Safety and Immunogenicity of a Recombinant Adenovirus Serotype 35-Vectored HIV-1 Vaccine in Adenovirus Serotype 5 Seronegative and Seropositive Individuals
Jonathan D Fuchs1,2,*, Pierre-Alexandre Bart3, Nicole Frahm4, Cecilia Morgan4, Peter B Gilbert4, Nidhi Kochar4, Stephen C DeRosa4, Georgia D Tomaras5, Theresa M Wagner1, Lindsey R Baden6, Beryl A Koblin7, Nadine G Rouphael8, Spyros A Kalams9, Michael C Keefer10, Paul A Goepfert11, Magdalena E Sobieszczyk12, Kenneth H Mayer13, Edith Swann14, Hua-Xin Liao5, Barton F Haynes5, Barney S Graham15 and M Juliana McElrath4for the NIAID HIV Vaccine Trials Network
- *Corresponding Author:
- Jonathan D Fuchs
San Francisco Department of Public Health
25 Van Ness Ave, Suite 100
San Francisco, CA, 94102, USA
Tel: 01 415 336-1290
E-mail: [email protected]
Received date: April 09, 2015; Accepted date: May 12, 2015; Published date: May 23, 2015
Citation: Fuchs JD, Bart PA, Frahm N, Morgan C, Gilbert PB, et al. (2015) Safety and Immunogenicity of a Recombinant Adenovirus Serotype 35-Vectored HIV-1 Vaccine in Adenovirus Serotype 5 Seronegative and Seropositive Individuals. J AIDS Clin Res 6:461. doi:10.4172/2155-6113.1000461
Copyright: ©2015 Fuchs JD, et al. This is an open-access article distributed under the terms of the Creative Commons Attribution License, which permits unrestricted use, distribution, and reproduction in any medium, provided the original author and source are credited.
Background: Recombinant adenovirus serotype 5 (rAd5)-vectored HIV-1 vaccines have not prevented HIV-1 infection or disease and pre-existing Ad5 neutralizing antibodies may limit the clinical utility of Ad5 vectors globally. Using a rare Ad serotype vector, such as Ad35, may circumvent these issues, but there are few data on the safety and immunogenicity of rAd35 directly compared to rAd5 following human vaccination.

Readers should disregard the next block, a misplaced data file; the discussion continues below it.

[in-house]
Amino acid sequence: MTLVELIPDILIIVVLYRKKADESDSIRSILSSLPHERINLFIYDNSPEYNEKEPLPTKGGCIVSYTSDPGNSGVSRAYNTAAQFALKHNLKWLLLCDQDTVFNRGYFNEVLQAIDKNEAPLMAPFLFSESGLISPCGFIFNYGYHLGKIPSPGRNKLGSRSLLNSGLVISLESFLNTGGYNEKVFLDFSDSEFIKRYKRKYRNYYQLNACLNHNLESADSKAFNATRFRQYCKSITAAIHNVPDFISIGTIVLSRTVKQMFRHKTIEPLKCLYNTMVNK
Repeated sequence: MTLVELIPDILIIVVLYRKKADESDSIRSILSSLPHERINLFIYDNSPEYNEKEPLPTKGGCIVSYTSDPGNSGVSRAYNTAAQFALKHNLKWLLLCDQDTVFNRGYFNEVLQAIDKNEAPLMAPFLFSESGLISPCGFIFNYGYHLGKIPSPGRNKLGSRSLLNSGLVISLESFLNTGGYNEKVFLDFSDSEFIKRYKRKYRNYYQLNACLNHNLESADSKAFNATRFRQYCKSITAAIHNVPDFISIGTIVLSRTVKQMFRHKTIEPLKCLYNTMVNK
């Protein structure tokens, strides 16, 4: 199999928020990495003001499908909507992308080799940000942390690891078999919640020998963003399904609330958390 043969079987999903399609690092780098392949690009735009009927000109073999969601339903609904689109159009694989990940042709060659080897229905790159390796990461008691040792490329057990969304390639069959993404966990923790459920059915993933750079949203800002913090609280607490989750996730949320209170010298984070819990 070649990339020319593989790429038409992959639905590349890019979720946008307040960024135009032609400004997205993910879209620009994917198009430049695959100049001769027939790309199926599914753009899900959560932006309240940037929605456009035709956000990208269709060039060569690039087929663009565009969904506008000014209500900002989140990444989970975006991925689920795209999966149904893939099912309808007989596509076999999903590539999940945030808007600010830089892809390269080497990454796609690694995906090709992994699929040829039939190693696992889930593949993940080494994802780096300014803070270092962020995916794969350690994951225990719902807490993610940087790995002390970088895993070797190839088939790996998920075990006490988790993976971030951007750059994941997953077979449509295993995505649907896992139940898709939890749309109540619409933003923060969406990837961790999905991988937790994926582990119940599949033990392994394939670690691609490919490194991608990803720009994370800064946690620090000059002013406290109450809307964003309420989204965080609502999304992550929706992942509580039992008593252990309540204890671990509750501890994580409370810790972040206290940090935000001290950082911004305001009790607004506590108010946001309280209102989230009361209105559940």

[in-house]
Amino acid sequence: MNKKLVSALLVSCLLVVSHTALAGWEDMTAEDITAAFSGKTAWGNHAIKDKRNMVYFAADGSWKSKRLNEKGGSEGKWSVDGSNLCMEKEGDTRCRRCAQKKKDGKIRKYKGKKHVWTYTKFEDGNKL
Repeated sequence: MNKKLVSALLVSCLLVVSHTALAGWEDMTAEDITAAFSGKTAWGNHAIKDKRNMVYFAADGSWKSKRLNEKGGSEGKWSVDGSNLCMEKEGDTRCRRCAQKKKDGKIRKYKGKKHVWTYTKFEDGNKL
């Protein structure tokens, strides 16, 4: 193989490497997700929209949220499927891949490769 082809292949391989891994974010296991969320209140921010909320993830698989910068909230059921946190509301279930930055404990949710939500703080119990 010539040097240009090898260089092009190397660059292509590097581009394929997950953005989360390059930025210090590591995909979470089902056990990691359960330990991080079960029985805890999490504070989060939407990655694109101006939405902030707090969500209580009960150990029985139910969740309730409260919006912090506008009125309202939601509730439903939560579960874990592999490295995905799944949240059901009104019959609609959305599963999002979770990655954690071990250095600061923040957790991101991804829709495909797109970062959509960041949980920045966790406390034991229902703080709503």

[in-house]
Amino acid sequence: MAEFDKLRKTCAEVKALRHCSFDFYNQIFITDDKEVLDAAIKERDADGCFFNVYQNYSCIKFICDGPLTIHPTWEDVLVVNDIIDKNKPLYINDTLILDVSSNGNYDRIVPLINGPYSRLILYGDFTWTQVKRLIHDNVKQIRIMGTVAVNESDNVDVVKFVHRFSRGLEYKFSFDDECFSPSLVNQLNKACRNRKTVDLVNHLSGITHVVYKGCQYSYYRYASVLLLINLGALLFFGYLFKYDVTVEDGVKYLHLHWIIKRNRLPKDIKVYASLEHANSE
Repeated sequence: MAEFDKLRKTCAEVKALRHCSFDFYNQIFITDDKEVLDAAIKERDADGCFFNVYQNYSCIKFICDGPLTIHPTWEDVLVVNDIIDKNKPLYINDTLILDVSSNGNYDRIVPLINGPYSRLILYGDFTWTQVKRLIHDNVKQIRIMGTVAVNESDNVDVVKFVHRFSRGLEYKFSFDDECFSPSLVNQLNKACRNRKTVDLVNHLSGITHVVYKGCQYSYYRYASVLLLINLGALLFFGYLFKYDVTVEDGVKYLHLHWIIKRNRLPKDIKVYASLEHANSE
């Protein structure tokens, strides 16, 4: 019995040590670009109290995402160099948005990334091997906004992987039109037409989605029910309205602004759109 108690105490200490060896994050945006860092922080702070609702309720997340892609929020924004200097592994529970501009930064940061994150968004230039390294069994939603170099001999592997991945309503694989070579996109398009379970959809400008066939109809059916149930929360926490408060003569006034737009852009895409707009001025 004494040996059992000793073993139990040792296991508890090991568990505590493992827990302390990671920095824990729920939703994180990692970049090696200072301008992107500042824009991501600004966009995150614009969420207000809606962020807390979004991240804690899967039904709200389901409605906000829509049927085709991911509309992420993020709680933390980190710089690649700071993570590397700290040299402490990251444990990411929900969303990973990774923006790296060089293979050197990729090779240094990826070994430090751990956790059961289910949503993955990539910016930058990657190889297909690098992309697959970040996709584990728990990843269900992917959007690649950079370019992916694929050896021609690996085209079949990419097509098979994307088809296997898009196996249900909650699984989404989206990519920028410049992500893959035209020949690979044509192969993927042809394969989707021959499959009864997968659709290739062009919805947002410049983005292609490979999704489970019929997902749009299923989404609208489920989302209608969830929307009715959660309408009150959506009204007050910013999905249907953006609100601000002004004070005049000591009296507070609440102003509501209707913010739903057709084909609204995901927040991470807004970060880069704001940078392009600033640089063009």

Methods: HVTN 077 randomized 192 healthy, HIV-uninfected participants into one of four HIV-1 vaccine/placebo groups: rAd35/rAd5, DNA/rAd5, and DNA/rAd35 in Ad5-seronegative persons; and DNA/rAd35 in Ad5-seropositive persons. All vaccines encoded the HIV-1 EnvA antigen. Antibody and T-cell responses were measured 4 weeks post boost immunization.
Results: All vaccines were generally well tolerated and similarly immunogenic. As compared to rAd5, rAd35 was equally potent in boosting HIV-1-specific humoral and cellular immunity and responses were not significantly attenuated in those with baseline Ad5 seropositivity. Like DNA, rAd35 efficiently primed rAd5 boosting. All vaccine regimens tested elicited cross-clade antibody responses, including Env V1/V2-specific IgG responses.
Conclusions: Vaccine antigen delivery by rAd35 is well-tolerated and immunogenic as a prime to rAd5 immunization and as a boost to prior DNA immunization with the homologous insert. Further development of rAd35- vectored prime-boost vaccine regimens is warranted.